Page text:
Previous research has shown that influenza viruses survive longer in air when temperatures are colder and relative humidity is lower. Relative humidity, which appears in many weather reports, describes how close conditions are to the point of forming fog or clouds.
But relative humidity isn't the best measurement for studying flu outbreaks, Shaman said, because relative humidity varies with temperature. So, there is actually less moisture in the air on a rainy winter day in Seattle than there is on a sunny summer day in the same city.
He thought it would be more useful to look at absolute humidity, which measures exactly how much moisture is in the air, regardless of temperature.
On that scale, Shaman said, winters are usually twice as dry as summers in a place like San Diego and Arizona, four times drier in New York, and up to five times drier in a particularly cold state like Minnesota.
Along with colleagues, he analyzed 31 years of data from around the United States and used a computer model to show that influenza outbreaks were more likely to occur when absolute humidity levels were low. Like a sliding scale, progressively drier air led to progressively higher likelihood that an outbreak would occur, the researchers reported in the journal PLoS Biology. Temperature didn't play much of a role.
"People had recognized that there was seasonality to this, but nobody has really come up with a unifying explanation," said Gregory Poland, Director of the Mayo Clinic's Vaccine Research Group in Rochester, Minn. Humidity, he said, "is likely is part of that unifying explanation."
Humidity is probably not the only explanation, however, and the weather forecast will probably never serve as a flu forecast. Even in dry conditions, the virus needs to be hanging around, and people need to come into contact to spread it. Still, any insight into what drives epidemics is a step toward saving lives.
When absolute humidity is low, for example, local hospitals could start stockpiling anti-viral medications and other supplies, and they could increase moisture levels in patient rooms.
"In PLoS Biology on February 23, 2010, the researchers reported that there were often significant drops in absolute humidity in the weeks prior to a flu outbreak. "This dry period is not a requirement for triggering an influenza outbreak, but it was present in 55-60% of the outbreaks we analyzed, so it appears to increase the likelihood of an outbreak," Shaman says. "The virus response is almost immediate; transmission and survival rates increase and about 10 days later, the observed influenza mortality rates follow."
This discovery might be used in the future to help predict when outbreaks will occur. It also has implications for treating influenza outbreaks. For example, hospitals may pay more attention to controlling humidity levels.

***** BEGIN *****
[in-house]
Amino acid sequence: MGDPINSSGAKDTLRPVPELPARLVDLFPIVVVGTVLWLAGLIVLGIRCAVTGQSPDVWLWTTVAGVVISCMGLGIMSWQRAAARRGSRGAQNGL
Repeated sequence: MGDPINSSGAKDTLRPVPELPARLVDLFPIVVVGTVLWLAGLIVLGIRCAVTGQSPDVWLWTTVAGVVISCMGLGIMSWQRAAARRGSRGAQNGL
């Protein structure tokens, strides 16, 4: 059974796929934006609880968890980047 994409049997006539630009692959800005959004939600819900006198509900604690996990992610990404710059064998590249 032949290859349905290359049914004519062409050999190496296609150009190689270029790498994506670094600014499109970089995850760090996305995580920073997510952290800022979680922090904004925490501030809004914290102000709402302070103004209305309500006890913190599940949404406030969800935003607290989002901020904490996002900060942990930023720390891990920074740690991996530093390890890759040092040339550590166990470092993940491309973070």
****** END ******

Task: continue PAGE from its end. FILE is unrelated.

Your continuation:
"Obviously there are tradeoffs because influenza is not the only pathogen out there," Shaman says. "There are pathogenic molds that flourish in higher humidity. But if the immediate concern is an outbreak of influenza, it may be worthwhile to raise humidity levels."
metmike: If this is true of COVID-19, then we should be elevating humidity levels in hospitals to help decrease the survival time by 50% in the drier air. However, considering the protective gear being worn by health care workers already, it may not have that great of an affect.
The virus dies quickest in the presence of direct sunlight, and it survives best in indoor conditions, the study found.
If wearing a mask............use one that is effective, an N95 mask!
I usually don't wear a mask these days, unless its mandatory at a medical facility.
While cloth masks are better than nothing because they can filter out the larger particles/aerosols that get trapped(and especially help to protect other people from a coughing/sneezing infected person), the N95s filter out 95% of the particles, including the larger AND smaller ones.
Almost everyone is still wearing the cloth masks. I asked my wife and she notices the same thing.
At the very start of the pandemic, they briefly stated that wearing a mask is not recommended. Then, they quickly changed it to telling people to only wear cloth masks so that we could save the N95s for people in the medical profession that need them and wearing the cloth masks for protection has been permanently etched into people brains/habits.
They have done a horrible job in stressing the much more effective N95 masks since supplies were no longer an issue a long time ago.
Wearing N95s instead of cloth masks may have been able to save hundreds of thousands of lives.
Why N95, KN95 masks are so much more effective than cloth
Started by metmike - Jan. 10, 2022, 9:44 p.m.
Get N95 masks ASAP! Here's the truth.
28 responses |
Started by metmike - Dec. 21, 2020, 7:27 p.m.